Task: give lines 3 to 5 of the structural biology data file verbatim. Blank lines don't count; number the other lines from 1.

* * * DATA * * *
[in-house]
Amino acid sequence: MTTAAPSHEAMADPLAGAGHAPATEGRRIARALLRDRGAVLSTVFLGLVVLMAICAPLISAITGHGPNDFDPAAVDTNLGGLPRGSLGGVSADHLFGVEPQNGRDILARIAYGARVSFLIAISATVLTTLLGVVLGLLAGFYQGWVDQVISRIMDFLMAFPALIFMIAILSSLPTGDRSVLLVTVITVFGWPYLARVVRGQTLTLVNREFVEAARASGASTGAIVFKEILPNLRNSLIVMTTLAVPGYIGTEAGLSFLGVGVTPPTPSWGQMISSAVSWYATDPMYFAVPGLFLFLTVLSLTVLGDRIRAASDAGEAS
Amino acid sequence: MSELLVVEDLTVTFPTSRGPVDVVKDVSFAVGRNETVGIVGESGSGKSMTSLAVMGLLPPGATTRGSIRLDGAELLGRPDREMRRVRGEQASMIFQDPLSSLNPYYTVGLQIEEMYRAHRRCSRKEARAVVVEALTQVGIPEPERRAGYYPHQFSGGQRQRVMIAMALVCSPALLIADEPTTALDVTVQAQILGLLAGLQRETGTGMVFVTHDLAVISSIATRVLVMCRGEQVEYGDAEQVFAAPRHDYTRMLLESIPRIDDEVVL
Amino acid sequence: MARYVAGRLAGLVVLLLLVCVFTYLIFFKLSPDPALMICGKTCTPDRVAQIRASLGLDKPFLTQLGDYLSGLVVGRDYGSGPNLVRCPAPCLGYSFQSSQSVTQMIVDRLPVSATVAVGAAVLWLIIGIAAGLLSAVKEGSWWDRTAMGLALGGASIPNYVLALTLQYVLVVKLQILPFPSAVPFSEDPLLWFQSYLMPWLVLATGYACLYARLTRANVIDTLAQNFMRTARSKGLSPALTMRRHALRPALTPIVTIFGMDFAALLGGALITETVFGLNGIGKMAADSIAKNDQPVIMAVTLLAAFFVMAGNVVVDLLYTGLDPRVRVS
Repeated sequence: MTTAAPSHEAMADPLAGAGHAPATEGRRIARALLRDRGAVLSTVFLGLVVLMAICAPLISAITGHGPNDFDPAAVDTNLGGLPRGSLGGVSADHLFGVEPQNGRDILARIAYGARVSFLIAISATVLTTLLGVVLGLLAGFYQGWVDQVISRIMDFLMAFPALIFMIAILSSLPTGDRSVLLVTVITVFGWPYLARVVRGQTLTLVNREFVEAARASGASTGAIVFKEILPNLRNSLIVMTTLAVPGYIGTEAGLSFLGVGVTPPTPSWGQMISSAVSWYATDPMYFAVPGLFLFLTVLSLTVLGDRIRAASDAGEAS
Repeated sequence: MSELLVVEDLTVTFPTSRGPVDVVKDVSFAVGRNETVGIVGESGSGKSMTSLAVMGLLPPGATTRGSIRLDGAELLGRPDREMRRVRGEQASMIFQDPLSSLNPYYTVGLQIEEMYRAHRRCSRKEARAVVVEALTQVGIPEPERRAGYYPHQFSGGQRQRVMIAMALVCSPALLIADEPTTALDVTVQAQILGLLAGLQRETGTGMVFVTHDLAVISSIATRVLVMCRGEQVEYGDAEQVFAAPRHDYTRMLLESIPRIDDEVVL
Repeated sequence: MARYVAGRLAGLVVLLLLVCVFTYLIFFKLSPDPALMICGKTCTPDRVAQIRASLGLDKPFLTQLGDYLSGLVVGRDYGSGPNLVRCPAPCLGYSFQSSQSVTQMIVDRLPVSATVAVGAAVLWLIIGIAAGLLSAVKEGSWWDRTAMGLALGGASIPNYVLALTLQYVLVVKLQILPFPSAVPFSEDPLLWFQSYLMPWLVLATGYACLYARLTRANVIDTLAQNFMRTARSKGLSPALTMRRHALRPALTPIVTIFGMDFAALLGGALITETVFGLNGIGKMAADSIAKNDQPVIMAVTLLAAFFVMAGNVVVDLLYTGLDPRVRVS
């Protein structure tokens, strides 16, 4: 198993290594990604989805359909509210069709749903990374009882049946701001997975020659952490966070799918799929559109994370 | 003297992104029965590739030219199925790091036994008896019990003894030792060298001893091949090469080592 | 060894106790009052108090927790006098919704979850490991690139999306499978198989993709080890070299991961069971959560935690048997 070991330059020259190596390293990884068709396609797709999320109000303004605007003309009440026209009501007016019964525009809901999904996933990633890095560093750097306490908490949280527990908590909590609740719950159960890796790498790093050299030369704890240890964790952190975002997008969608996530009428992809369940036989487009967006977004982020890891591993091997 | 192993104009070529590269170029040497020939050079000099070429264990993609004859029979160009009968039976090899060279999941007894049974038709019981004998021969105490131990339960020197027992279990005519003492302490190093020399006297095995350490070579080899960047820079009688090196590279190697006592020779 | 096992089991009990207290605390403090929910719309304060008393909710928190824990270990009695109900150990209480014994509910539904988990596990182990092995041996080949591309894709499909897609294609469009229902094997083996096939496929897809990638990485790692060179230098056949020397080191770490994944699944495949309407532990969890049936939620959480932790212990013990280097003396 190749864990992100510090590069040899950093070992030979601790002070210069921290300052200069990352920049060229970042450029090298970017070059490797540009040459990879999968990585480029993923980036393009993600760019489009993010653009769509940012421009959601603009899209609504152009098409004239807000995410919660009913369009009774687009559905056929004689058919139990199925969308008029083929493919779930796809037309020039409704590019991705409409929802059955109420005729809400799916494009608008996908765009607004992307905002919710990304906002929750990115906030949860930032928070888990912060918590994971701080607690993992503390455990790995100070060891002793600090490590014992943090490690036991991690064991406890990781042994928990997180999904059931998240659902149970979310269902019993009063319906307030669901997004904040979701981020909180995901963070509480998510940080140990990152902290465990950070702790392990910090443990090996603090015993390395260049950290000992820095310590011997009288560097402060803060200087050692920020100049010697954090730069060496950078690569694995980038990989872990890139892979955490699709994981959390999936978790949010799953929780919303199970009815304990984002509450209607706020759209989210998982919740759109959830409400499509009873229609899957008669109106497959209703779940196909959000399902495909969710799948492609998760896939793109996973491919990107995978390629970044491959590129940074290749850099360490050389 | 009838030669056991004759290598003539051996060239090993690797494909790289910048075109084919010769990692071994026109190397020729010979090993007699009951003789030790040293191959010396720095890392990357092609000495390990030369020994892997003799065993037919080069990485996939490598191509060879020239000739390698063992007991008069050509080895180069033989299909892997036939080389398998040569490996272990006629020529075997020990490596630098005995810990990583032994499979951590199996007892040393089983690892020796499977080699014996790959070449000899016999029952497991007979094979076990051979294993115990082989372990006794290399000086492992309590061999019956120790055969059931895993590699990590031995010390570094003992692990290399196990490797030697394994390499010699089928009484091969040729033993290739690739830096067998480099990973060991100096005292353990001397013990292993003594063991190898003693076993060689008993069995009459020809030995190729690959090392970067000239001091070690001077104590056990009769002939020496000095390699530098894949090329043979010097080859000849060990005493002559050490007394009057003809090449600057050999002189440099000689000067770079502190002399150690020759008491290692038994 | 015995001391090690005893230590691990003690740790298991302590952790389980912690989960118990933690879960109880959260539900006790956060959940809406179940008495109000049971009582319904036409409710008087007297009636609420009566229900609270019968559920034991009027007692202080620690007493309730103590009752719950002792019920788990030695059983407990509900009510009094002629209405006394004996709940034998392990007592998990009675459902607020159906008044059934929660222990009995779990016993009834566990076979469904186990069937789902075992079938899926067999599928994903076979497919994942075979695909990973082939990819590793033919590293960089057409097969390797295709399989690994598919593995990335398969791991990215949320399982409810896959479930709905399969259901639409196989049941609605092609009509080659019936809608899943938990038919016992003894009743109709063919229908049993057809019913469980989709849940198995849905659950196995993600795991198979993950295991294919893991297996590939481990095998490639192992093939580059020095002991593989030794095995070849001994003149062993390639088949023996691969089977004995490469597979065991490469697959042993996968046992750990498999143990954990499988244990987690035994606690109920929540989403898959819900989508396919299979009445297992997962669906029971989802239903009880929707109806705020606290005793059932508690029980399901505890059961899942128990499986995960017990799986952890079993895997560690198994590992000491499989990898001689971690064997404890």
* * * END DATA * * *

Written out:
Amino acid sequence: MSELLVVEDLTVTFPTSRGPVDVVKDVSFAVGRNETVGIVGESGSGKSMTSLAVMGLLPPGATTRGSIRLDGAELLGRPDREMRRVRGEQASMIFQDPLSSLNPYYTVGLQIEEMYRAHRRCSRKEARAVVVEALTQVGIPEPERRAGYYPHQFSGGQRQRVMIAMALVCSPALLIADEPTTALDVTVQAQILGLLAGLQRETGTGMVFVTHDLAVISSIATRVLVMCRGEQVEYGDAEQVFAAPRHDYTRMLLESIPRIDDEVVL
Amino acid sequence: MARYVAGRLAGLVVLLLLVCVFTYLIFFKLSPDPALMICGKTCTPDRVAQIRASLGLDKPFLTQLGDYLSGLVVGRDYGSGPNLVRCPAPCLGYSFQSSQSVTQMIVDRLPVSATVAVGAAVLWLIIGIAAGLLSAVKEGSWWDRTAMGLALGGASIPNYVLALTLQYVLVVKLQILPFPSAVPFSEDPLLWFQSYLMPWLVLATGYACLYARLTRANVIDTLAQNFMRTARSKGLSPALTMRRHALRPALTPIVTIFGMDFAALLGGALITETVFGLNGIGKMAADSIAKNDQPVIMAVTLLAAFFVMAGNVVVDLLYTGLDPRVRVS
Repeated sequence: MTTAAPSHEAMADPLAGAGHAPATEGRRIARALLRDRGAVLSTVFLGLVVLMAICAPLISAITGHGPNDFDPAAVDTNLGGLPRGSLGGVSADHLFGVEPQNGRDILARIAYGARVSFLIAISATVLTTLLGVVLGLLAGFYQGWVDQVISRIMDFLMAFPALIFMIAILSSLPTGDRSVLLVTVITVFGWPYLARVVRGQTLTLVNREFVEAARASGASTGAIVFKEILPNLRNSLIVMTTLAVPGYIGTEAGLSFLGVGVTPPTPSWGQMISSAVSWYATDPMYFAVPGLFLFLTVLSLTVLGDRIRAASDAGEAS